The EIA drilling productivity reports indicate that US Shale is declining at over 300,000 barrels per day per month. At the current rate of 2,800,000 bbl per day, the Permian needs 225 rigs running each month just to offset declines. I estimate that another 150-175 wells are needed in the other basins just to maintain production.
As I mentioned above, this analysis was based on zero risk. It’s a scientific stretch to assume that the basin has 50,000 remaining locations of similar quality. Of course, there will be some high-quality areas found, but the likelihood is that the play will evolve into a wet gas play with progressively less liquids and higher gas rates as producers reach out from the sweet spots.
As to the EIA estimate of 1.8 million barrels per day of growth, it could very well happen as activity ramps up with higher prices, but I remain somewhat skeptical on Permian growth based on Texas Railroad commission data showing the Permian only grew by 73,376 barrels per day from May 2017 to the end of September 2017 (from 1,559,014 to 1,632,390 barrels per day). Even if you throw in another 250,000 to the end of the year in Texas and another 650,000 from New Mexico, we are probably shy of 2,800,000 bbl per day.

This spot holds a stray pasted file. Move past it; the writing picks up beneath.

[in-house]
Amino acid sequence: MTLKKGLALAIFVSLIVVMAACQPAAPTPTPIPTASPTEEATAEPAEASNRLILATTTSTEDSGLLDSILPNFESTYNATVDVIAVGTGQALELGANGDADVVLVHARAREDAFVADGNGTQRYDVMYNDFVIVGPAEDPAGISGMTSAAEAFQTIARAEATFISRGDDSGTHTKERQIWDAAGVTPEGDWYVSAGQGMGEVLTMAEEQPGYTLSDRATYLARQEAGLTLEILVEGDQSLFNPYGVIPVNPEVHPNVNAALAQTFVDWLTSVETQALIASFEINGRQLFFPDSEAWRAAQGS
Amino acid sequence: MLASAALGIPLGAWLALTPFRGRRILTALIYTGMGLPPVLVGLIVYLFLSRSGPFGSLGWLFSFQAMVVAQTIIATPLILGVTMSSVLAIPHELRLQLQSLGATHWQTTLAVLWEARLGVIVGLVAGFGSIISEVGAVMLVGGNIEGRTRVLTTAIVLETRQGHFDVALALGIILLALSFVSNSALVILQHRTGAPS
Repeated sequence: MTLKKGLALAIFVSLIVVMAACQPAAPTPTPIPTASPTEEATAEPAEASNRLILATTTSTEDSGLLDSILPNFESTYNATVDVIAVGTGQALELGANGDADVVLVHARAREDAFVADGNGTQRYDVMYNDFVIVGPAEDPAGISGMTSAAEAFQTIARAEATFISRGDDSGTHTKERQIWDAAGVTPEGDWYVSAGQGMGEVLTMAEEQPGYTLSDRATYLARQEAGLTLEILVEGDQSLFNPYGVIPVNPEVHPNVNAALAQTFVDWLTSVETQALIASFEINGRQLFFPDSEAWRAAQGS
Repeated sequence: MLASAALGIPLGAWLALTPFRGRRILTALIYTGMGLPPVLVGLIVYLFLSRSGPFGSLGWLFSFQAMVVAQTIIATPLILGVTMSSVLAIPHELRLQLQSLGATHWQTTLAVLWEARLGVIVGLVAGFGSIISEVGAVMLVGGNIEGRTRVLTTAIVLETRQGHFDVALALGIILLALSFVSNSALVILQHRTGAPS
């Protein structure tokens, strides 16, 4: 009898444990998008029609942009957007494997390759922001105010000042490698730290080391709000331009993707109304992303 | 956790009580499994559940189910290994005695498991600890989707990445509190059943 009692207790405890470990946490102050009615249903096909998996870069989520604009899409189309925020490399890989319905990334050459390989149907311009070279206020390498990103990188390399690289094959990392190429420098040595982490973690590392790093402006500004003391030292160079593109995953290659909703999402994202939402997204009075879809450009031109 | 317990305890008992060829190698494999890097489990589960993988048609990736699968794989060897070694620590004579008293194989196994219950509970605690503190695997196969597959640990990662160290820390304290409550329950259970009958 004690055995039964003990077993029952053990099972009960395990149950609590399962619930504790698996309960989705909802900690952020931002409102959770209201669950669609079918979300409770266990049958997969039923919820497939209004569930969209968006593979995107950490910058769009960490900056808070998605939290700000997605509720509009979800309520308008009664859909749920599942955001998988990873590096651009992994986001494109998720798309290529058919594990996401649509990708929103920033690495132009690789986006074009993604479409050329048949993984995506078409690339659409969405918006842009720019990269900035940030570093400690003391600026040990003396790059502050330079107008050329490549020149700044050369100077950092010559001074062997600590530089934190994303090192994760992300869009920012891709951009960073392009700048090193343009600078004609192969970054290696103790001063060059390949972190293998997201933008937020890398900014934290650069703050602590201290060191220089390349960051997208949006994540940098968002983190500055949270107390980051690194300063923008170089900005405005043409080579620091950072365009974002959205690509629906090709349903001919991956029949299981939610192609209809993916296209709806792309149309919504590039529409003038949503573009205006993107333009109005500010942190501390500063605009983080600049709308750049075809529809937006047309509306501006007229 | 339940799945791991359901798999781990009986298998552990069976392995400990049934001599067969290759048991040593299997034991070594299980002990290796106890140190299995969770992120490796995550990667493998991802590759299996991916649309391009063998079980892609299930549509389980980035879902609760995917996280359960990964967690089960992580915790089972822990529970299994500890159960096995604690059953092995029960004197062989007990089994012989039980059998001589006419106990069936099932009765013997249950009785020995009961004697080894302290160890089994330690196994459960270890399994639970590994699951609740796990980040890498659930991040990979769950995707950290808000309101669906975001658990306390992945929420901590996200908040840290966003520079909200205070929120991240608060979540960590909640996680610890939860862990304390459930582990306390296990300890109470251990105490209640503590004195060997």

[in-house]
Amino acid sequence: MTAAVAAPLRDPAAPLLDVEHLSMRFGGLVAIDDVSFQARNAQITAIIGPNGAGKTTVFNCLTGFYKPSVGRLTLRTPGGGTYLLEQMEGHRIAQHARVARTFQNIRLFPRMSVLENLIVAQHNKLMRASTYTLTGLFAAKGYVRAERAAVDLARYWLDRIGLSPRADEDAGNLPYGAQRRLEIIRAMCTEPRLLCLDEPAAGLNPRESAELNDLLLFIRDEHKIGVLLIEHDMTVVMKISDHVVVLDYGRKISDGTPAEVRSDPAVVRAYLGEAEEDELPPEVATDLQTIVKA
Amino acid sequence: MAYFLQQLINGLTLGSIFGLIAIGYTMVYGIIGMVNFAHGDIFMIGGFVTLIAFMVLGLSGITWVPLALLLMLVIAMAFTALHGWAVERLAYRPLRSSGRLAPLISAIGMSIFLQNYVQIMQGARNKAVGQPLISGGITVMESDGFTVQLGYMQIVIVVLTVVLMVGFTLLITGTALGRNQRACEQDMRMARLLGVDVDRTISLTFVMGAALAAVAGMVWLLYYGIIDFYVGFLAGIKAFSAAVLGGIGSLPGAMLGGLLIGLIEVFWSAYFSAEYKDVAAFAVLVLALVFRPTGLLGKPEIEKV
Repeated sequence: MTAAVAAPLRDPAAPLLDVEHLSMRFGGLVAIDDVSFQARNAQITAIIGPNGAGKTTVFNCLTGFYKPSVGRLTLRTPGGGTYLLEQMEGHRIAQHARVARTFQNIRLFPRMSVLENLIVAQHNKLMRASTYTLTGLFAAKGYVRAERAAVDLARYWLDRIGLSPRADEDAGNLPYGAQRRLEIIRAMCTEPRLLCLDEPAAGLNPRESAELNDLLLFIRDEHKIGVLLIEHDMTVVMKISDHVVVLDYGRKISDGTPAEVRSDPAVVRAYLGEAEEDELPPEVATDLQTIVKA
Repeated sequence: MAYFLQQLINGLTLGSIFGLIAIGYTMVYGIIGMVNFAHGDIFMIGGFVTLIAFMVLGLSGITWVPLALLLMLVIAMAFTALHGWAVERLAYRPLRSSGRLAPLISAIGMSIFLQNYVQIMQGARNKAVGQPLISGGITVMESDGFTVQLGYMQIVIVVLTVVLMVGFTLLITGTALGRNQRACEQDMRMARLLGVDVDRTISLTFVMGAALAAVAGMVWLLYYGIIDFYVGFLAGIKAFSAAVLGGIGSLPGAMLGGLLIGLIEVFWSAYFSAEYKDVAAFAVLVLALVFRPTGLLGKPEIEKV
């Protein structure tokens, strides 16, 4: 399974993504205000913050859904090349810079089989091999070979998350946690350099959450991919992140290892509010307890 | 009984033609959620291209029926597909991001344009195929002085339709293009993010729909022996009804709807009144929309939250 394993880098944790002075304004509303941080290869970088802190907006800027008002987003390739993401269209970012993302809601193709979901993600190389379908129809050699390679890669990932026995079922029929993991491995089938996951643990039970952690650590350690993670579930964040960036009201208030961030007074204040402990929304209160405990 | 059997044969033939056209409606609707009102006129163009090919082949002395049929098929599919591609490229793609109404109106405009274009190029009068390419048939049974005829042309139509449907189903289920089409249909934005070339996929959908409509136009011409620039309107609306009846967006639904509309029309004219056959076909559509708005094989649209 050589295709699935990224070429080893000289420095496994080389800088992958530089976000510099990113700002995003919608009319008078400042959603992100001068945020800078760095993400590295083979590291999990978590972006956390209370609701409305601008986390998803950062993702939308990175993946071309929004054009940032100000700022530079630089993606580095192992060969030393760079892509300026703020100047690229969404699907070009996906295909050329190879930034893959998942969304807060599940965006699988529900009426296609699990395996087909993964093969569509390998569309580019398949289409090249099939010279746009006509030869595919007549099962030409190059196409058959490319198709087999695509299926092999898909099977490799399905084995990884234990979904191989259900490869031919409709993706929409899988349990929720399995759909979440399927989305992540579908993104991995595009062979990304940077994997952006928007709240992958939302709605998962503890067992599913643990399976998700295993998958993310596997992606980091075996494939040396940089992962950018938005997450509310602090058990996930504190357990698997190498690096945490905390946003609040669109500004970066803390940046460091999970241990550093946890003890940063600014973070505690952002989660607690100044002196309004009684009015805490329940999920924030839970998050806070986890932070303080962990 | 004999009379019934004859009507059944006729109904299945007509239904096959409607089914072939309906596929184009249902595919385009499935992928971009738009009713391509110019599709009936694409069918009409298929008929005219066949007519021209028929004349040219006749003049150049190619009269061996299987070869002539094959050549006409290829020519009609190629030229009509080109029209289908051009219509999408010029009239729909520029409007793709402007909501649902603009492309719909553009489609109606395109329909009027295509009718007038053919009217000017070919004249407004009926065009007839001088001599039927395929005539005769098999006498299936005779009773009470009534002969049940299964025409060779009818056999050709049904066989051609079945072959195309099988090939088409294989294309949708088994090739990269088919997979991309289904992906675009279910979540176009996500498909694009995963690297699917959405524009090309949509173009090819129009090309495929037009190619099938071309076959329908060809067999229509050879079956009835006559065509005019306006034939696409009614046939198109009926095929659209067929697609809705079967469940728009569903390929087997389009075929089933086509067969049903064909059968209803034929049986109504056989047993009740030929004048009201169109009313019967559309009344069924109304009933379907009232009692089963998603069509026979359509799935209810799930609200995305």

2018 will be an interesting year for all of us. I’m sure OPEC is watching this very carefully and will act accordingly. Only time will tell where peak US shale oil production rates will land and will ultimately be determined by the size of sweet spots. Based on resurgent Permian success peak US shale production could top 7.5 million bpd.
I’ll leave with one final thought, and its that its far harder to grow when you are big.
Randy Evanchuk, P. Eng., has 35 years of experience in the patch. From 2007 until he retired in 2015, Mr. Evanchuk was involved in all phases of of unconventional resource development including;evaluation, economics, production and facilities. As as senior consultant with Murphy’s Holdings, he evaluated their Montney holding as well was as a member of evaluation team. Mr. Evanchuk was the Vice President of new ventures at Daylight Energy where his team was successful in acquiring a substantial Duvernay position. At Seven Generations Energy he was Executive Vice President looking after facilities, marketing, production operations and long range facility and marketing planning